CBO Chief Cautions Against Extending Bush Tax Cuts


     WASHINGTON (CN) – The nationwide unemployment rate will likely stay above 8 percent until 2012 and above 6 percent until 2014 due to the slow pace of economic growth, Congressional Budget Office Director Doug Elmendorf told a Senate committee Tuesday. He warned that extending Bush-era tax cuts will harm economic growth by piling on to the ballooning federal deficit.




     Though the economic recession officially ended in June 2009, the pace of recovery is “anemic” compared to recovery from other recessions, Elmendorf said at a Senate Budget Committee hearing.
     Elmendorf, who heads the nonpartisan agency that studies the impact of legislation on the federal budget, said unemployment may not return to the pre-recession level of 5 percent “for quite a long time.” The unemployment rate has hovered at around 9.6 percent since May.
     The biggest constraint on economic recovery, Elmendorf said, is the weak demand for goods and services, such as new home construction, that fuel economic growth.
     “I don’t have a magic wand for the uncertainty and weak demand,” the director said.
     Elmendorf said extending the 2001 and 2003 Bush tax cuts, an issue currently being debated among lawmakers, will boost jobs and economic output in the next few years, but will hurt the economy in the long run by raising deficit spending to unsustainable levels.
     “The natural intuition is people thinking about their own situations,” Elmendorf said, explaining that the public largely believes tax cuts will only have a positive impact because they encourage more spending, saving and investing. But if the government funds the tax cuts through borrowing, Elmendorf said, it crowds out the investment in private capital such as buildings and machinery that drives real economic growth. “That connection is less visible…but it is no less important,” he said.
     Extending tax cuts for both the middle and upper class would boost the deficit from $700 billion to $1.4 trillion by 2020, almost the amount the entire number the government spends on entitlement programs such as Medicare and Social Security.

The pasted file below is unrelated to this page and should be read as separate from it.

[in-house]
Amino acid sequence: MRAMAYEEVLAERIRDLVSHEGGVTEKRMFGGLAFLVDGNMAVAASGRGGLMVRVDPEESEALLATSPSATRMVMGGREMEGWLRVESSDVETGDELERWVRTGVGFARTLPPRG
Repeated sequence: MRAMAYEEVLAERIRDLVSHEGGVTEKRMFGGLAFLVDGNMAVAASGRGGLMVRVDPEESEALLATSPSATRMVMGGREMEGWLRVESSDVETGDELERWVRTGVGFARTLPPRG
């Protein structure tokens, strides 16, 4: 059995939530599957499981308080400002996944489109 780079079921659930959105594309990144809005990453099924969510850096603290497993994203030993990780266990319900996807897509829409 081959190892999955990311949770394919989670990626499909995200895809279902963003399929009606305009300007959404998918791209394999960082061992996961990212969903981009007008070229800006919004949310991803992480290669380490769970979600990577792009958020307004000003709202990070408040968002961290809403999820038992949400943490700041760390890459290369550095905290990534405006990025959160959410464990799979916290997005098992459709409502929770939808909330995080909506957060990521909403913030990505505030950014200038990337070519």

“This is unsustainable-these numbers you are putting up here,” Sen. John Ensign, R-Nev., said. “This country is going to become Greece, except we don’t have the European Union to bail us out.”
     During the last 40 years, government spending has averaged around 20 to 21 percent of GDP, Elmendorf said. With new projections in government spending, including the tax cuts extension, the percentage is expected to jump to the unprecedented rate of 24 percent of GDP.
     The expanded government borrowing would “drag down income” and damage the economy to a greater extent than the economic boost that would be generated by tax cuts, Elmendorf said.
     “So the tax cuts are harmful to economic growth because they are deficit-financed, is that correct?” Committee Chair Sen. Kent Conrad, D-N.D., asked.
     “Yes, that’s correct, Mr. Chairman,” Elmendorf said.
     “Then we’ve got a conundrum,” Conrad said.
     But Elmendorf also said letting the tax cuts expire would surely slow economic growth. He said the tax cuts needed to be accompanied by other changes in government.
     Elmendorf suggested that the government provide additional fiscal stimulus now and employ fiscal restraint in the medium- and long-term to ensure sustainability. He proposed a combination of lower tax rates and lower spending.
     He said the most effective fiscal policy options would be to temporarily increase aid for the unemployed and temporarily reduce employers’ payroll taxes, which would spur hiring.

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